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Adelphia Deal May Help Three Tech Vendors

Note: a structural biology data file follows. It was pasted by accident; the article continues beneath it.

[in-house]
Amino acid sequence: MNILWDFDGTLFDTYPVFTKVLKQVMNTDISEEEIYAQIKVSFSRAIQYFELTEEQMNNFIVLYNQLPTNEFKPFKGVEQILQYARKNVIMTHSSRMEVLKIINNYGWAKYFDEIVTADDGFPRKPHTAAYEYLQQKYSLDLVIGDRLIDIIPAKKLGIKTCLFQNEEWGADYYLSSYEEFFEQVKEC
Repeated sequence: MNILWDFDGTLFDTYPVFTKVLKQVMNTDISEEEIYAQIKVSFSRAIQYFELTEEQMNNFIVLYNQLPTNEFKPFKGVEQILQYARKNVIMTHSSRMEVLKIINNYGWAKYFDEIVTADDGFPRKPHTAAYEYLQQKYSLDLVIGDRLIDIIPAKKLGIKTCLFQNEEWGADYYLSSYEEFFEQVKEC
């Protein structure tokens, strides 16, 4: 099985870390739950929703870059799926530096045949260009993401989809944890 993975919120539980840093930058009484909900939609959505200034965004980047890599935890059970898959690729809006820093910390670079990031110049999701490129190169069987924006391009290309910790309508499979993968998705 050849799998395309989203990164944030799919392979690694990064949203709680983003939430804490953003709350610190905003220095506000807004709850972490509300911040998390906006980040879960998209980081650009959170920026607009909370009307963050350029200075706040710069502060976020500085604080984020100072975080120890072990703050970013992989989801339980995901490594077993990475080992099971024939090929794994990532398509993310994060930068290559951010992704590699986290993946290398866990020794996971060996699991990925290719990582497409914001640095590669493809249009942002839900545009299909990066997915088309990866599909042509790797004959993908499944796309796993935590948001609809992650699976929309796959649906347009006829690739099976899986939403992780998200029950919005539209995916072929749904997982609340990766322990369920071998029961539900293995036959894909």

Now that Time Warner and Comcast have finally gained federal approval of their $17.6 billion joint buyout of Adelphia Communications, the big question in the cable tech world is which equipment suppliers will benefit the most from the transaction. With the nation's two largest MSOs slated to divvy up Adelphia's somewhat neglected cable systems and swap other systems to build up their regional market clusters, industry analysts expect the deal's consummation to unleash a big wave of capital spending. Comcast alone is expected to spend $150 million upgrading its Adelphia systems for VOIP and other advanced digital services over the next two years. And Time Warner, which will gain about two-thirds of Adelphia's 5.3 million cable subscribers, is likely to spend even more on system upgrades. In a fresh dispatch from Wall Street, Friedman, Billings, Ramsey & Co. analyst Brian Coyne has a few ideas about which vendors will emerge as the winners. Coyne posits that Arris, C-COR, and CommScope stand to gain the most from the upcoming takeover because of their product portfolios and current positions with Adelphia, Time Warner, and Comcast. Coyne expects Arris to capture substantial voice modem business from the old Adelphia properties because the equipment vendor is already the lead supplier of embedded multimedia terminal adapters (E-MTAs) to both Comcast and Time Warner. With Adelphia's VOIP plans on hold the past two years because of the pending sale of its systems, both MSOs are expected to launch VOIP in numerous Adelphia markets as quickly as possible. In addition, Coyne thinks Arris will pick up some headend equipment business because of the system swapping that Comcast and Time Warner plan to do. Thanks to the planned horse trading, he argues, Arris will gain Time Warner as a cable modem termination system (CMTS) customer in such current Comcast markets as Dallas, leading to a "bump in spending" because of Comcast's reluctance to invest in its soon-to-be-former systems. Coyne contends that C-COR could reap as much as $60 million in additional hardware and software orders over the next 18 months from the Adelphia lottery because of its savvy product positioning. In particular, he sees potential for both C-COR's new OptiMax 3100 node and network service manager software, the latter of which is already being deployed by Time Warner. As for CommScope, Coyne believes that it will benefit from renewed spending on basic hybrid fiber coax (HFC) by the new owners of the Adelphia systems as they seek to maintain and extend their cable networks. Noting that CommScope saw about $10 million per quarter in revenues from Adelphia before the MSO went bankrupt a couple of years ago and stopped investing heavily in its networks, he projects that HFC spending could return to nearly that level again by the end of this year. -- Alan Breznick, Site Editor, Cable Digital News
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